World Athletics Championships: Usain Bolt must shine in Moscow
With drugs still making negative headlines, the championships need a good news story from their biggest and brightest star
Saturday 10 August 2013
There is something otherworldly about the name – Usain St Leo Bolt – and certainly something otherworldly about the talent. It is a name that transcends sport and the name World Athletics Championships organisers so desperately want to be the headline in Moscow.
Bolt being Bolt, he probably will be, and the world will find out soon enough. Today, he will take his place in the starting blocks at the Luzhniki Stadium for his 100 metres heat. The 26-year-old will undoubtedly saunter through with the sort of nonchalance with which he runs the early rounds.
It will barely seem like a jog, his 6ft 5in frame well within its limits while the lesser mortals in the lanes alongside huff and puff, scrapping their way to the minor placings.
The former Olympic and world 100m champion Donovan Bailey believes that will continue through every round, this week insisting Bolt was unbeatable, while Frankie Fredericks, who won his only world title 20 years ago, believes Russia could witness Bolt going below the 9.58sec world record mark set in Berlin at the 2009 World Championships.
The truth is no one knows what sort of form Bolt is in. He has been notable for his relative silence out in Moscow. There were the usual laughter and smiles at Jamaica’s open training session on Thursday but not the usual Puma press conference, where Bolt likes to litter his gold dust of sound bites on a salivating global media.
Instead, it was left to the coach of the fastest man in the world, Glen Mills, to cast his assessment over his stellar athlete. “He’s in good health,” said Mills. “He’s always highly motivated going into the games. He takes competition and the big occasions very seriously. He’s highly motivated for games like the Worlds and Olympics. He’s in good shape now to run very well.”
That has not always been the case this season. Bolt won the Jamaican trials, although his closest adversary, Yohan Blake, was absent and Bolt ran far from his best. In fact, he was slower even than a Briton – James Dasaolu’s 9.91sec eclipsing anything Bolt had managed in 2013 – until the Sainsbury’s Anniversary Games.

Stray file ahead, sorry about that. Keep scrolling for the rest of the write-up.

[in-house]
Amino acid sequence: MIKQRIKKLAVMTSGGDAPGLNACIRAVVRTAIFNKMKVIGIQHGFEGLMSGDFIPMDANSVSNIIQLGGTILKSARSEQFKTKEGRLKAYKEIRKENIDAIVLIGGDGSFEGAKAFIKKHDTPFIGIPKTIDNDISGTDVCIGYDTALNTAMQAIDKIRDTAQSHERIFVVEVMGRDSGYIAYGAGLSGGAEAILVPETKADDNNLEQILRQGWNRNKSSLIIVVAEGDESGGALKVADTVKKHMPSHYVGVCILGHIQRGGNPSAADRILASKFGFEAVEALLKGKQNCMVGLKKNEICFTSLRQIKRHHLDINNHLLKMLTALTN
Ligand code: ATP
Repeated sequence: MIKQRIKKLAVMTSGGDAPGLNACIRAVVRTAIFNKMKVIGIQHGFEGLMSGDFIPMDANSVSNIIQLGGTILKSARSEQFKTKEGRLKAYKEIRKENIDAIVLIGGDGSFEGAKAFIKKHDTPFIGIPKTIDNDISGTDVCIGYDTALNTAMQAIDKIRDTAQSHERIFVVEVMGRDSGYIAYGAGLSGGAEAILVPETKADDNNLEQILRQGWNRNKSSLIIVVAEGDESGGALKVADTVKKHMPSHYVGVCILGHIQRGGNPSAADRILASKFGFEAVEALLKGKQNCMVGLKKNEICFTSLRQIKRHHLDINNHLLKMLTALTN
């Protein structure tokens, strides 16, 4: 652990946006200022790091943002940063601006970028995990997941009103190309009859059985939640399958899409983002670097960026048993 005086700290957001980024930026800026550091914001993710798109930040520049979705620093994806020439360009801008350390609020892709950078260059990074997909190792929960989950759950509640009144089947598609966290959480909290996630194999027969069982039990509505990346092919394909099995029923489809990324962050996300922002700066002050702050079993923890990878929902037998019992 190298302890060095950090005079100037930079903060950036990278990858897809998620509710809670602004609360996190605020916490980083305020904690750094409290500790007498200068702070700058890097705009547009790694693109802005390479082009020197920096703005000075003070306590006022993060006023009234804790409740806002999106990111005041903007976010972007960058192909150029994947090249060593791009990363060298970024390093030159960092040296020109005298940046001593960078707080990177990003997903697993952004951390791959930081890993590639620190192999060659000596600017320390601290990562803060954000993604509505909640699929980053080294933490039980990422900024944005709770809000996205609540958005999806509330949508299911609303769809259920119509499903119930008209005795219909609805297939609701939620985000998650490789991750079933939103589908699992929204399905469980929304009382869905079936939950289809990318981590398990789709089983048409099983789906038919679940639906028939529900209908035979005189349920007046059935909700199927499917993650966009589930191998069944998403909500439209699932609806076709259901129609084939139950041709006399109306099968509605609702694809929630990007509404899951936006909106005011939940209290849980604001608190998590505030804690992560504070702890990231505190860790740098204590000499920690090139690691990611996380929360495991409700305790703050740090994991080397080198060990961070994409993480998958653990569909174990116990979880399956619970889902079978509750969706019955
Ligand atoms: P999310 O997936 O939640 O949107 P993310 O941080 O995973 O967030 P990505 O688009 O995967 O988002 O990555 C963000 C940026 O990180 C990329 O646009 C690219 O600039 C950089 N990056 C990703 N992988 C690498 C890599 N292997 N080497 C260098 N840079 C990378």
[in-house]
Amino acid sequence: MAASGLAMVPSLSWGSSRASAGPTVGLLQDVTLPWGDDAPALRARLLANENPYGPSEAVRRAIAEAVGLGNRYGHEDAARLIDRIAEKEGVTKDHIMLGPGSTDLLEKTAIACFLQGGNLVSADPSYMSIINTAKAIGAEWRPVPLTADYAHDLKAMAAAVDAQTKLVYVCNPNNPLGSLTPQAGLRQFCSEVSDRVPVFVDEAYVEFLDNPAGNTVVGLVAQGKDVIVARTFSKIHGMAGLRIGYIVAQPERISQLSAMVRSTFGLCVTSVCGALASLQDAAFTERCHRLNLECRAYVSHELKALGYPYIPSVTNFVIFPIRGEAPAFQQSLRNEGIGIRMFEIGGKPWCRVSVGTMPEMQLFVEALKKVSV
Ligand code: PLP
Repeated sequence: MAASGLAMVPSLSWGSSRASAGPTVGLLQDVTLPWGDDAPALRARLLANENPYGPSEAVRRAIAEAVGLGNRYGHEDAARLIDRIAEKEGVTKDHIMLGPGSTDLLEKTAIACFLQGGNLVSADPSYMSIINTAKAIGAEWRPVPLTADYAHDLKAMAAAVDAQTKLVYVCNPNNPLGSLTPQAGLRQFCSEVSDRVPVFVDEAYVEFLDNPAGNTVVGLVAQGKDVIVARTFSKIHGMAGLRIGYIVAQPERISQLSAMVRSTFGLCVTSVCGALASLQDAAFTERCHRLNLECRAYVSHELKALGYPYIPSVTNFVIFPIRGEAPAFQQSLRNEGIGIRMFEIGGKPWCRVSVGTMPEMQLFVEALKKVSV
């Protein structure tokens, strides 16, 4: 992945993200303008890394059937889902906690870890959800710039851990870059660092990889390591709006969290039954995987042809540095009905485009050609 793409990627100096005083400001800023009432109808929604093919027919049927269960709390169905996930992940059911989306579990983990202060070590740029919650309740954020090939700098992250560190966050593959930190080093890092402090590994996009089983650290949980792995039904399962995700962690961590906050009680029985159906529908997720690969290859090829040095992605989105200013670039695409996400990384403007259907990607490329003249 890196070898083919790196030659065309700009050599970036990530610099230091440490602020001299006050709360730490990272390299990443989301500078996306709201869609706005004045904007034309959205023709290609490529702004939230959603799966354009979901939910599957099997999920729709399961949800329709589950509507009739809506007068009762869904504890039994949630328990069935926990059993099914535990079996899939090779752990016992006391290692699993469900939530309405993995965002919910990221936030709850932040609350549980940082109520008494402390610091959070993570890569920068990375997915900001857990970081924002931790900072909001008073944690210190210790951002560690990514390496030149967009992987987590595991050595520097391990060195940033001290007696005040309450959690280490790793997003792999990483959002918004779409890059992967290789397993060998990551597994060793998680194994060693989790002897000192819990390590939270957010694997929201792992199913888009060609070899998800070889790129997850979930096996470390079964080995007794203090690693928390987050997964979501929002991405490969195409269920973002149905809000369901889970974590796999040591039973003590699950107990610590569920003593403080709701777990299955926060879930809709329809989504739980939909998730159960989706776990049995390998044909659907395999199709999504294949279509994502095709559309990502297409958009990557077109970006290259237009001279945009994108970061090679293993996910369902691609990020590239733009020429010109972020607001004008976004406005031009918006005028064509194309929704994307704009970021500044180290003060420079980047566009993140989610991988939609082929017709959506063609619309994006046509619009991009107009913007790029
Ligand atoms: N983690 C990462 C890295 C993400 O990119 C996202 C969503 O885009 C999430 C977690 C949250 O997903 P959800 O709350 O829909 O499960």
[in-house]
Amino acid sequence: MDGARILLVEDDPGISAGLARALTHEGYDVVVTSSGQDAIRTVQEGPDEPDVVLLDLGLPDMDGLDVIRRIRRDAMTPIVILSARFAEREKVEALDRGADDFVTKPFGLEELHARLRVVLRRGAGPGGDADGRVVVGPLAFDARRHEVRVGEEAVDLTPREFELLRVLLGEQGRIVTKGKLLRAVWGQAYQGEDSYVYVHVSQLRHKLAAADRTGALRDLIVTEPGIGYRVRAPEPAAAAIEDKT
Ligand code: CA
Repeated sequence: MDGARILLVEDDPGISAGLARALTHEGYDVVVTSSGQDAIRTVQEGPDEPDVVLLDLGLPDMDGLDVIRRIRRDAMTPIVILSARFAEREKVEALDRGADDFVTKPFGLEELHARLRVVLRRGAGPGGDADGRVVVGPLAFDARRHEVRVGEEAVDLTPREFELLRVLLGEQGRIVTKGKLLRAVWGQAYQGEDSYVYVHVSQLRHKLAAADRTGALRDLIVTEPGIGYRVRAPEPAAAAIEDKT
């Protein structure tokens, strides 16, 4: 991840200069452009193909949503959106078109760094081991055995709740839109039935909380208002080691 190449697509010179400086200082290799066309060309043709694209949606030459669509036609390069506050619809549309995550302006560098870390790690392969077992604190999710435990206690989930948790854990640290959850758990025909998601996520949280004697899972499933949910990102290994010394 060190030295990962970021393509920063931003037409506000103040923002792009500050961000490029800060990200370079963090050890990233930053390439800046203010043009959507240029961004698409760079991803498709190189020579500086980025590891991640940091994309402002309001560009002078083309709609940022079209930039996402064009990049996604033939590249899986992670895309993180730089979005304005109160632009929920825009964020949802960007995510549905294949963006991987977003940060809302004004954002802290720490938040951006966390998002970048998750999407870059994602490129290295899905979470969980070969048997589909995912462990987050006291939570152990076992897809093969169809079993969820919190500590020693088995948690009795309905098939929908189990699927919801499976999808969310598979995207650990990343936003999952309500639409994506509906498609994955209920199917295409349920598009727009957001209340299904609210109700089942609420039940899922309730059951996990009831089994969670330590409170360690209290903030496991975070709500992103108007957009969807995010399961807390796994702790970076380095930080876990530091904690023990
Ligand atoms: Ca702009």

One thing is certain, the championships need Bolt to shine. A false start and disqualification, as happened in Daegu, would be a disaster, not least because the man most likely to be nipping at his heels is the American Justin Gatlin.
Few athletes currently competing have had a more chequered past than Gatlin, who has consistently denied any wrongdoing despite two bans for doping. But he is on the start line in Moscow and, with four runs under 10 seconds this season, is the most consistent rival to Bolt.
Gatlin himself is confident he can upset the odds. “I’ve got world champion blood in me,” he said. “It’s not about times but about running to the line, being the first across it.”
Sprinting’s association with drugs, of which the public at large first became truly aware a quarter of a century ago following Ben Johnson’s positive sample at the 1988 Seoul Olympics, is still an issue. Tyson Gay and Asafa Powell will only be able to watch the championships from home after both produced positive tests. Both men have denied any wrongdoing but Gay’s exclusion is particularly galling as he was held up as a bastion of clean sprinting – and he was the quickest man on the planet this year.
It is merely the tip of the iceberg of what has gone on this season. Turkey has just had 31 athletes banned for two years for what reads like systematic doping while the World Championships hosts, Russia, have 40 of their athletes ineligible to compete following their own failed tests.